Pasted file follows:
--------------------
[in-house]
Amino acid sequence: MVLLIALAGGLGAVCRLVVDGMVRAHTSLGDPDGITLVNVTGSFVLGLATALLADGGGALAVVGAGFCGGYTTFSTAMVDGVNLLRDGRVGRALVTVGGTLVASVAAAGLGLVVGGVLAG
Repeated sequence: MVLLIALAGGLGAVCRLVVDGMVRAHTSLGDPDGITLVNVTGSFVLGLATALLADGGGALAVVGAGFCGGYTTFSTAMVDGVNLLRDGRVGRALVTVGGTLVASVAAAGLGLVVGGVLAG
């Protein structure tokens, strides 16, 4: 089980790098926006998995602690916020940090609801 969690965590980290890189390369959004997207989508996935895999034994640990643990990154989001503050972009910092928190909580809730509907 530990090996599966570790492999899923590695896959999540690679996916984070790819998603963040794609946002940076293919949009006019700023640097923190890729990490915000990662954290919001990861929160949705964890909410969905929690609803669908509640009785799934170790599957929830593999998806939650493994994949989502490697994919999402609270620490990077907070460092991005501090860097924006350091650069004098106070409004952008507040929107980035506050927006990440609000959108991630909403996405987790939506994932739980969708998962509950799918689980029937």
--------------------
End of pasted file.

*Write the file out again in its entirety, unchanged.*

[in-house]
Amino acid sequence: MVLLIALAGGLGAVCRLVVDGMVRAHTSLGDPDGITLVNVTGSFVLGLATALLADGGGALAVVGAGFCGGYTTFSTAMVDGVNLLRDGRVGRALVTVGGTLVASVAAAGLGLVVGGVLAG
Repeated sequence: MVLLIALAGGLGAVCRLVVDGMVRAHTSLGDPDGITLVNVTGSFVLGLATALLADGGGALAVVGAGFCGGYTTFSTAMVDGVNLLRDGRVGRALVTVGGTLVASVAAAGLGLVVGGVLAG
């Protein structure tokens, strides 16, 4: 089980790098926006998995602690916020940090609801 969690965590980290890189390369959004997207989508996935895999034994640990643990990154989001503050972009910092928190909580809730509907 530990090996599966570790492999899923590695896959999540690679996916984070790819998603963040794609946002940076293919949009006019700023640097923190890729990490915000990662954290919001990861929160949705964890909410969905929690609803669908509640009785799934170790599957929830593999998806939650493994994949989502490697994919999402609270620490990077907070460092991005501090860097924006350091650069004098106070409004952008507040929107980035506050927006990440609000959108991630909403996405987790939506994932739980969708998962509950799918689980029937």